(52) For as the sun and moon exist in consequence of Providence, so also do all things in heaven, even though we are unable to trace out accurately the respective natures and powers of each, and are, therefore, reduced to silence about them; (53) and earthquakes, and pestilences, and the fall of thunderbolts, and things of that kind, are said indeed to be sent by God, but, in reality, they are not so, for God is absolutely not the cause of any evil whatever of any kind, but the natural changes of the elements produce these effects, not as circumstances which guide nature, but as those which are followed by necessary results, and which do themselves follow naturally upon their antecedent causes. (54) And if some people, who think themselves entitled to immunity meet with some injury from these things, they are still not to find fault with their management and dispensation; for, in the first place, it does not follow, that if some persons are reckoned virtuous among men, they are so in real truth; since the criteria by which God judges are far more accurate than any of the tests by which the human mind is guided. And, in the second place, prophetic wisdom loves to contemplate those things in the world which are of the most comprehensive nature, as in the case of monarchies, and in the governments of armies, we see that it is not any obscure, ignoble, or chance person who is appointed to govern the cities or the armies.

(55) And some persons say that as on occasion of the slaying of tyrants, it is lawful that their relations also should be put to death, in order that transgressions may be checked by the terrible magnitude of the punishment inflicted: in like manner in pestilential diseases, it is necessary that some of those who are not guilty should be involved in the destruction, in order that others who are at a distance may learn moderation. Besides that, it is inevitable that those who are exposed to a pestilential atmosphere must become diseased just as all persons who are exposed to a storm on board a ship must be all exposed to equal danger. (56) But those wild beasts which are courageous have been created; for we must not suppress the truth (as if one were to anticipate the defence likely to be made by a man of powerful eloquence and tare it to pieces beforehand), in order that men may, by practising against them, acquire hardihood for the contests of war; for gymnastic exercises and continued hunting train men and inure their souls in a greater degree even than their bodies to rely upon their own courage, and energy, and strength, so as to disregard the sudden attacks of their enemies.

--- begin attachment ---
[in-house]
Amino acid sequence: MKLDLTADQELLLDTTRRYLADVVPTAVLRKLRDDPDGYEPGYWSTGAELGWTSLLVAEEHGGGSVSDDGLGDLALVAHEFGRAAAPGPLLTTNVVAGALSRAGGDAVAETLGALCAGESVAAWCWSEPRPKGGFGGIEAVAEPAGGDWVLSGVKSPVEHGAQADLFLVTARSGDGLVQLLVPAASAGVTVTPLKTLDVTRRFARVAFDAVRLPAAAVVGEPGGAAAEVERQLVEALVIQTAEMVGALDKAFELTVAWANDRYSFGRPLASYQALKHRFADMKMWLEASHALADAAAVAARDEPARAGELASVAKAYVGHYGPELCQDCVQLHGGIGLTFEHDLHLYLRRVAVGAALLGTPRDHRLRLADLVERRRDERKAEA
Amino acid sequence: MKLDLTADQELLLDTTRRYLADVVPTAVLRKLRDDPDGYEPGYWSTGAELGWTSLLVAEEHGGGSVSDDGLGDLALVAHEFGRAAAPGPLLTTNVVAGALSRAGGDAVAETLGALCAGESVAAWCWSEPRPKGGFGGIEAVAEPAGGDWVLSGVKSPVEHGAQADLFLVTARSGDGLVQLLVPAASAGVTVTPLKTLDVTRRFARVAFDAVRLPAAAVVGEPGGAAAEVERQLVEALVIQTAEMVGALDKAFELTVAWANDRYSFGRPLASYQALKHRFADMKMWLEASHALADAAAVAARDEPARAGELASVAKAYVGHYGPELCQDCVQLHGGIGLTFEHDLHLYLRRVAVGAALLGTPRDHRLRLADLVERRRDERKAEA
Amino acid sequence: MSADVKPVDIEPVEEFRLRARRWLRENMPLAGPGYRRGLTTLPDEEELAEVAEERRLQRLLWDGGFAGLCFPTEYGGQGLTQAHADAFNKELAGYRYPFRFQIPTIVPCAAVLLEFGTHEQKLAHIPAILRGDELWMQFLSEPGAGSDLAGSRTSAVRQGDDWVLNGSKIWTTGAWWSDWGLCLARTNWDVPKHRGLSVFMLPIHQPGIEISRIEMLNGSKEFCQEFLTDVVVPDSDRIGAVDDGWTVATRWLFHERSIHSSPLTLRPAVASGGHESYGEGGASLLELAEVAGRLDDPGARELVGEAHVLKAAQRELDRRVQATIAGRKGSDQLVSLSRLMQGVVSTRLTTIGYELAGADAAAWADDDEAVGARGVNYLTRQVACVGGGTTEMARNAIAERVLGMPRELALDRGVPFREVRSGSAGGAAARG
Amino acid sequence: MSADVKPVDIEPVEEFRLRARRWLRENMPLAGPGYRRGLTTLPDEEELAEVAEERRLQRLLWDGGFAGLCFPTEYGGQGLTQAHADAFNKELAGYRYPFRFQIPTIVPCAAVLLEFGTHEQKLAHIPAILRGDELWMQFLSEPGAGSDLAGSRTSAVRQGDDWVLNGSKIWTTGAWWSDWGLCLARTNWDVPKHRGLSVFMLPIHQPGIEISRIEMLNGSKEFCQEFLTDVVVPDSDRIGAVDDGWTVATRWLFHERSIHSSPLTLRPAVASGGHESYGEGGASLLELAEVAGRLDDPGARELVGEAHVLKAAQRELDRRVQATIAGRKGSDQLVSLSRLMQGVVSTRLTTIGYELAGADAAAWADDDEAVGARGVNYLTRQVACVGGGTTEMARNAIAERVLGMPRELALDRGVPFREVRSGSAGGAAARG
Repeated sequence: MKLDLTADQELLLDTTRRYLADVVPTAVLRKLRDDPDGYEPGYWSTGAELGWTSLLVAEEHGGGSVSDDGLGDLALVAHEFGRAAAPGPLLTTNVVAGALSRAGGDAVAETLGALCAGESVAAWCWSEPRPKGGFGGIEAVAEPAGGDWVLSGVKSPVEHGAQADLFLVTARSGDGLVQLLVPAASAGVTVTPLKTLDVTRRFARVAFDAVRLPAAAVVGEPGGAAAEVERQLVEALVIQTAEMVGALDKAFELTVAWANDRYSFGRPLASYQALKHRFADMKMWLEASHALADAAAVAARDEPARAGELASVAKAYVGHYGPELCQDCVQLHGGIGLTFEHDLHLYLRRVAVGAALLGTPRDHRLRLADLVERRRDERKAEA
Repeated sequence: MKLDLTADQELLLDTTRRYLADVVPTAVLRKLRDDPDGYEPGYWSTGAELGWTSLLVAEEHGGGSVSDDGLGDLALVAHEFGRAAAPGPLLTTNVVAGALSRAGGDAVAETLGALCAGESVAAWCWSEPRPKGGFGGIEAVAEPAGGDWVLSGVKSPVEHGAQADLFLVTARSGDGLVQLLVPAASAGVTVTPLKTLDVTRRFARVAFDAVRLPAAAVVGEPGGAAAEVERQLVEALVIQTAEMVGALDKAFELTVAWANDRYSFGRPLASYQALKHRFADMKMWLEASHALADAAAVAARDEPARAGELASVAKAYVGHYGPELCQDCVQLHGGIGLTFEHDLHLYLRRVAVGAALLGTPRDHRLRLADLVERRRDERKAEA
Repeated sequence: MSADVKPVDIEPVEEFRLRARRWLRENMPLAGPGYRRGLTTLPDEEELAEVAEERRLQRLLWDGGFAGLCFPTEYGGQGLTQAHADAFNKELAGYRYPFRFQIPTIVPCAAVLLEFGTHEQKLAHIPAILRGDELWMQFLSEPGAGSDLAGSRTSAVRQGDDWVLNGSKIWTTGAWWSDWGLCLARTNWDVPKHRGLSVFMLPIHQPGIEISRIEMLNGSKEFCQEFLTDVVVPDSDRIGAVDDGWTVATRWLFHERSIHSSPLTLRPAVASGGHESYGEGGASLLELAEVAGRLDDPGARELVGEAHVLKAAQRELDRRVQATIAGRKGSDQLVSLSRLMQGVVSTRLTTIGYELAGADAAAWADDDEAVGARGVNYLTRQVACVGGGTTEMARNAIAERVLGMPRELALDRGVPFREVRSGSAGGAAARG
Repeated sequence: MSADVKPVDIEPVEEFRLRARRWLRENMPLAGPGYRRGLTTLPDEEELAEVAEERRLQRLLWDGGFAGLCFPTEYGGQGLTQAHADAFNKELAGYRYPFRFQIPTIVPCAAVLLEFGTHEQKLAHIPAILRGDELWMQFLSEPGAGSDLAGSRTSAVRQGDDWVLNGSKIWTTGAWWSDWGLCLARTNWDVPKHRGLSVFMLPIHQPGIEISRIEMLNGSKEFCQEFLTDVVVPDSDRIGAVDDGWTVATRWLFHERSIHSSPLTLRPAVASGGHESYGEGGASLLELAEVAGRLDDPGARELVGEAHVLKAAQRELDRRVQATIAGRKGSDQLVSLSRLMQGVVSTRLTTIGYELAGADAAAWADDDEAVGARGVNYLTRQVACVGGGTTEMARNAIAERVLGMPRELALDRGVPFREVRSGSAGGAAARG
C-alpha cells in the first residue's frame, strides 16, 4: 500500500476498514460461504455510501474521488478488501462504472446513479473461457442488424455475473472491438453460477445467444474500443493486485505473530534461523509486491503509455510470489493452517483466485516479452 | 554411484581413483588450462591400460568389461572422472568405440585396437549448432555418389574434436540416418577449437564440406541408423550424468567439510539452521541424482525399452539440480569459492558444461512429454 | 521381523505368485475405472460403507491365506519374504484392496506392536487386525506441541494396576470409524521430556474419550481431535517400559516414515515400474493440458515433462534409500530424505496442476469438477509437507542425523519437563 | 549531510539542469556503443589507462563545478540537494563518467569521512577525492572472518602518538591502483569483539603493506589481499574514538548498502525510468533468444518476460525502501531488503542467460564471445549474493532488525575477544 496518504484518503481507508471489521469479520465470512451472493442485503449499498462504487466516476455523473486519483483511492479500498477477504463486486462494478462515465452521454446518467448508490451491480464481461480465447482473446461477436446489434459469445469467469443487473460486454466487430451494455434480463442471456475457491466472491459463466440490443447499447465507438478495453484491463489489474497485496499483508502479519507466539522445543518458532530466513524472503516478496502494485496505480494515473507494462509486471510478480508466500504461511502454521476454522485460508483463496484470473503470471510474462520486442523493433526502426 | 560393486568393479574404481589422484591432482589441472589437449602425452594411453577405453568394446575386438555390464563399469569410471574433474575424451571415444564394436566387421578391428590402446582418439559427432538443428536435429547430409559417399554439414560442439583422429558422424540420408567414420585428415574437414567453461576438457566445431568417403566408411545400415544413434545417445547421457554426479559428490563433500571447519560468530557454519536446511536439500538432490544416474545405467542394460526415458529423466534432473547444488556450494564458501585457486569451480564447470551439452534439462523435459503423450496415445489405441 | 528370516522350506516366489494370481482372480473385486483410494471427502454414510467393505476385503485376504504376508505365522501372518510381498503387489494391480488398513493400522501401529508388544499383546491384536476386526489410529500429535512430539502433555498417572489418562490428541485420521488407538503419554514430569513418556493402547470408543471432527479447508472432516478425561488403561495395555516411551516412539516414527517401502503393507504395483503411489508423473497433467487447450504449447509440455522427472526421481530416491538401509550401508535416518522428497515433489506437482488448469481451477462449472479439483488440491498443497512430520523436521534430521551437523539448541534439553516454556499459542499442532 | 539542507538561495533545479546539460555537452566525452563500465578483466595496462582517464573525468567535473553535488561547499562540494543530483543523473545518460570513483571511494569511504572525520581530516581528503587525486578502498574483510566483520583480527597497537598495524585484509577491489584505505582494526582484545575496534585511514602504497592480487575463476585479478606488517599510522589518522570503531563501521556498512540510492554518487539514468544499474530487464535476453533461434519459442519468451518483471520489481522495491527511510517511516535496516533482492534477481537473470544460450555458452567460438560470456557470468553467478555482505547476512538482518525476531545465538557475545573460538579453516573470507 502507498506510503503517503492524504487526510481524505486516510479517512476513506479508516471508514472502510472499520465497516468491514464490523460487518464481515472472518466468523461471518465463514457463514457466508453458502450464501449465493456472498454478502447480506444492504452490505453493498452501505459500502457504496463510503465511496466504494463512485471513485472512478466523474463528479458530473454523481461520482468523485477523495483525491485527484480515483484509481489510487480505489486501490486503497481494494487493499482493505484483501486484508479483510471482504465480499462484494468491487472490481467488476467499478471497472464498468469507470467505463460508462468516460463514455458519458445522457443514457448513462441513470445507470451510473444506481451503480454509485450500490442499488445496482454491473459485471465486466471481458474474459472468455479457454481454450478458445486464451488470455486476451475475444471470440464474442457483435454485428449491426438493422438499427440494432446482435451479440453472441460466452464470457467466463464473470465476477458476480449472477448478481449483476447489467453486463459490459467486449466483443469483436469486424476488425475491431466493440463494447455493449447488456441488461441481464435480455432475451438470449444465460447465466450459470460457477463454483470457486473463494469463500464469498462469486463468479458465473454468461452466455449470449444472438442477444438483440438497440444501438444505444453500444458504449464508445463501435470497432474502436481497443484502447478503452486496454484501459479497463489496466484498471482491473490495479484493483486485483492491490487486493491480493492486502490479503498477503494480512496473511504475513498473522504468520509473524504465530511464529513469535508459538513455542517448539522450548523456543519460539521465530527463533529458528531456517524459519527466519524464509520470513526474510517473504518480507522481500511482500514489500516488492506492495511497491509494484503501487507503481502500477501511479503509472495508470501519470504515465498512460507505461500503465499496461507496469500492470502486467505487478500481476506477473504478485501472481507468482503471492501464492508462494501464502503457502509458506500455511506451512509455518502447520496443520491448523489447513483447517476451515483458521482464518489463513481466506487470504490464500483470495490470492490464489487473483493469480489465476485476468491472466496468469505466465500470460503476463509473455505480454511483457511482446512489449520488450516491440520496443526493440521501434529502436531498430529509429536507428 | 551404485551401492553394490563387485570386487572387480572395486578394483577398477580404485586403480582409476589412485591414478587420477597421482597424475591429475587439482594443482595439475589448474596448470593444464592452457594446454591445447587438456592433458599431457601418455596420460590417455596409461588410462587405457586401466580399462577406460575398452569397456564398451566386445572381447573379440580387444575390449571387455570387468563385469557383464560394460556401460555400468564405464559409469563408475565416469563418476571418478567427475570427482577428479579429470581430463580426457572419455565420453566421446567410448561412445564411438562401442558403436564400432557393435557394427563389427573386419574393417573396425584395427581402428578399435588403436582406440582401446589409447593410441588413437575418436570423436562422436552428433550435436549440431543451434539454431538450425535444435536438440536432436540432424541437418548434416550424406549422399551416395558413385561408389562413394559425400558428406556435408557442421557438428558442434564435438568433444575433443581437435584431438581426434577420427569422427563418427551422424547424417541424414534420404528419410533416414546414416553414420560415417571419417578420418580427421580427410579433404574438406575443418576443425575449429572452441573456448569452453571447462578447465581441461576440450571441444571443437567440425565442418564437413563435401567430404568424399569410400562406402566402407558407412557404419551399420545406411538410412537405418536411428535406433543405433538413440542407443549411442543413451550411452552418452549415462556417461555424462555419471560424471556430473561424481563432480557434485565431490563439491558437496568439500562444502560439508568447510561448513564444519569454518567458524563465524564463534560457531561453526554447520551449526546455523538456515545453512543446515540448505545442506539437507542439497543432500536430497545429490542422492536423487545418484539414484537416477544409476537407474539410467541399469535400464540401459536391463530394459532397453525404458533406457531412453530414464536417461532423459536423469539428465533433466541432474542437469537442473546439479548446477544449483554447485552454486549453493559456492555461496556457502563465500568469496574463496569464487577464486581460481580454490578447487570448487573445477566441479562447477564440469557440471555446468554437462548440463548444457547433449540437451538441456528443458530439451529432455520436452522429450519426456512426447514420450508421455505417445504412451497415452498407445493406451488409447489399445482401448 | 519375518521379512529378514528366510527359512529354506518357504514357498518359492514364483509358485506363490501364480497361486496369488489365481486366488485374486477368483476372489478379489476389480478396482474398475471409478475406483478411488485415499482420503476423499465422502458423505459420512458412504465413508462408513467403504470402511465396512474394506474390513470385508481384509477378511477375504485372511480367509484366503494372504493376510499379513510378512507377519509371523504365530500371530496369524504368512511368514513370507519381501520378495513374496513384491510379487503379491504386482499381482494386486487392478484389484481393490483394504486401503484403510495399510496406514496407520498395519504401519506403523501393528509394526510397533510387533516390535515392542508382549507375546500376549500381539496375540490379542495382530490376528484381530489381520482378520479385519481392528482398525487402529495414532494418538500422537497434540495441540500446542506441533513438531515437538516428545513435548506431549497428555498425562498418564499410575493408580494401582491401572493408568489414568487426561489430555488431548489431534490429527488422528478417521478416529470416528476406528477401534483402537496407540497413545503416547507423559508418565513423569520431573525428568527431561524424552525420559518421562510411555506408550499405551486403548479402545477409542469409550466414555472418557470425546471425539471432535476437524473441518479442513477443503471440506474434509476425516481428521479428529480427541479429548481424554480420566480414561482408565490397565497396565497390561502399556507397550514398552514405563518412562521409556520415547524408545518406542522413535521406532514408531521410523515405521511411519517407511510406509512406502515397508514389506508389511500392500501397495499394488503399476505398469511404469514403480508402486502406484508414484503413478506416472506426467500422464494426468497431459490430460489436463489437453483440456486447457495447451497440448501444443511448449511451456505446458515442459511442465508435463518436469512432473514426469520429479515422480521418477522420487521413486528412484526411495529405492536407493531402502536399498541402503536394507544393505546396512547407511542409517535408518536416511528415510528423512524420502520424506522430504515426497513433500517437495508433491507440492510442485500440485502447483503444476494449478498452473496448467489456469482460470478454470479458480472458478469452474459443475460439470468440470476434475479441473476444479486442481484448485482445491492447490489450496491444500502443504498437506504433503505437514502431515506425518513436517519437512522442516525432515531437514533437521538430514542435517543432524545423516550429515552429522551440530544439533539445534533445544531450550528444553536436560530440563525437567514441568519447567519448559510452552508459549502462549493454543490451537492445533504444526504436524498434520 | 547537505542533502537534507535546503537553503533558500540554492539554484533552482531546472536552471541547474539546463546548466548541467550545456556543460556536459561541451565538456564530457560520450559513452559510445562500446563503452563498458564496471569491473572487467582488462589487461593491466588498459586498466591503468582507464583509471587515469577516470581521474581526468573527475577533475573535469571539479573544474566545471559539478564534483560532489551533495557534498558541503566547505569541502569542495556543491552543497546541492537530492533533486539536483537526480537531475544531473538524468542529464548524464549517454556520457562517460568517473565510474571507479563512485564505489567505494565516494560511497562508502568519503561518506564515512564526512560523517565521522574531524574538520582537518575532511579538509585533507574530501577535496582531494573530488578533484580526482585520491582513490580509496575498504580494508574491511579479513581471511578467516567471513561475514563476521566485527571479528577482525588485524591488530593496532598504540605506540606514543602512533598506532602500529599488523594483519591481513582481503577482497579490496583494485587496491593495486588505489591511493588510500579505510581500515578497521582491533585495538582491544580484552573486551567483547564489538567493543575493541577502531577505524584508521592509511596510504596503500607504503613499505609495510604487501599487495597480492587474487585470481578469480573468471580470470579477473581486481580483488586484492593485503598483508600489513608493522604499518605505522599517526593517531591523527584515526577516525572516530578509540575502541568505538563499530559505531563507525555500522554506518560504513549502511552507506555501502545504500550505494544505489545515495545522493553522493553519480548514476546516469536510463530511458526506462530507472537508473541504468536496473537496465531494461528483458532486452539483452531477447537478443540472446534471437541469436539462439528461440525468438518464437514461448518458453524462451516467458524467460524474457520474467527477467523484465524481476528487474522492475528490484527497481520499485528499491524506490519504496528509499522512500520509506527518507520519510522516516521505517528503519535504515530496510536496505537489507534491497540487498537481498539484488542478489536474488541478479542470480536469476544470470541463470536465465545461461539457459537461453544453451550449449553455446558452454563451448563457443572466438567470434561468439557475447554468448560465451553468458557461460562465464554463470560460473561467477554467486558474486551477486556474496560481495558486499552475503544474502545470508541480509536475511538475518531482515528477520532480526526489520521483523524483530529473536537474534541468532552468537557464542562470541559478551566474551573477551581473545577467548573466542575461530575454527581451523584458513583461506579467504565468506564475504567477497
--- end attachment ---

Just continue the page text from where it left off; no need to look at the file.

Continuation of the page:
(57) But those men who are of peaceable character are at liberty to keep themselves not only within their walls, but also even within tents, and there to live in privacy, safe from the designs of any enemies, having vast and countless herds of domestic animals to help their enjoyment; since boars and lions, and animals of that kind, are by their own instinct driven to a distance from cities, not being inclined to expose themselves to danger in consequence of the devices of men. (58) And if any men, being influenced by a spirit of laziness and indolence, living without arms and without preparation, dwell fearlessly among the haunts of wild beasts, then if anything happens to them they must blame not nature but themselves, because when they might have guarded against any such disasters, they have neglected them. Accordingly, before now, I have seen at the horse-races some persons acting in a most careless manner, who, when they ought to have sat still and to have beheld the races in an orderly manner, standing in the middle have been knocked down by the horses’ feet and by the wheels, and have met with a proper reward for their folly. (59) We have now, then, said enough on this subject.